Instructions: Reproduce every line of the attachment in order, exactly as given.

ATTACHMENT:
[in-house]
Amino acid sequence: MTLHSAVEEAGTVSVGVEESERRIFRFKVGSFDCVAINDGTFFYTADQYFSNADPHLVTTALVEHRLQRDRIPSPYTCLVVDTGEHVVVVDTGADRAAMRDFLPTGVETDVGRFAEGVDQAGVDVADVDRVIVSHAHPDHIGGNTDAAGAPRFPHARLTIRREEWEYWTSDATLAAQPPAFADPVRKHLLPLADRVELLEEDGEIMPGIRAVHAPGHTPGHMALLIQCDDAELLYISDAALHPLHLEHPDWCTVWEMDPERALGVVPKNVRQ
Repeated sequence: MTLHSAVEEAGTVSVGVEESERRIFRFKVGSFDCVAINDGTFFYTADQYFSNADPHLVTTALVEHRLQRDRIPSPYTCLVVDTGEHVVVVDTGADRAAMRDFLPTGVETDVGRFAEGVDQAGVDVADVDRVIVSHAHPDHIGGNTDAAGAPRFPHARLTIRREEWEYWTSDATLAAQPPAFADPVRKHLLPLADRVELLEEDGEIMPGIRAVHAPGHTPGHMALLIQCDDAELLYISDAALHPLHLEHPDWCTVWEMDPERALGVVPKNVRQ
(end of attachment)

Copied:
[in-house]
Amino acid sequence: MTLHSAVEEAGTVSVGVEESERRIFRFKVGSFDCVAINDGTFFYTADQYFSNADPHLVTTALVEHRLQRDRIPSPYTCLVVDTGEHVVVVDTGADRAAMRDFLPTGVETDVGRFAEGVDQAGVDVADVDRVIVSHAHPDHIGGNTDAAGAPRFPHARLTIRREEWEYWTSDATLAAQPPAFADPVRKHLLPLADRVELLEEDGEIMPGIRAVHAPGHTPGHMALLIQCDDAELLYISDAALHPLHLEHPDWCTVWEMDPERALGVVPKNVRQ
Repeated sequence: MTLHSAVEEAGTVSVGVEESERRIFRFKVGSFDCVAINDGTFFYTADQYFSNADPHLVTTALVEHRLQRDRIPSPYTCLVVDTGEHVVVVDTGADRAAMRDFLPTGVETDVGRFAEGVDQAGVDVADVDRVIVSHAHPDHIGGNTDAAGAPRFPHARLTIRREEWEYWTSDATLAAQPPAFADPVRKHLLPLADRVELLEEDGEIMPGIRAVHAPGHTPGHMALLIQCDDAELLYISDAALHPLHLEHPDWCTVWEMDPERALGVVPKNVRQ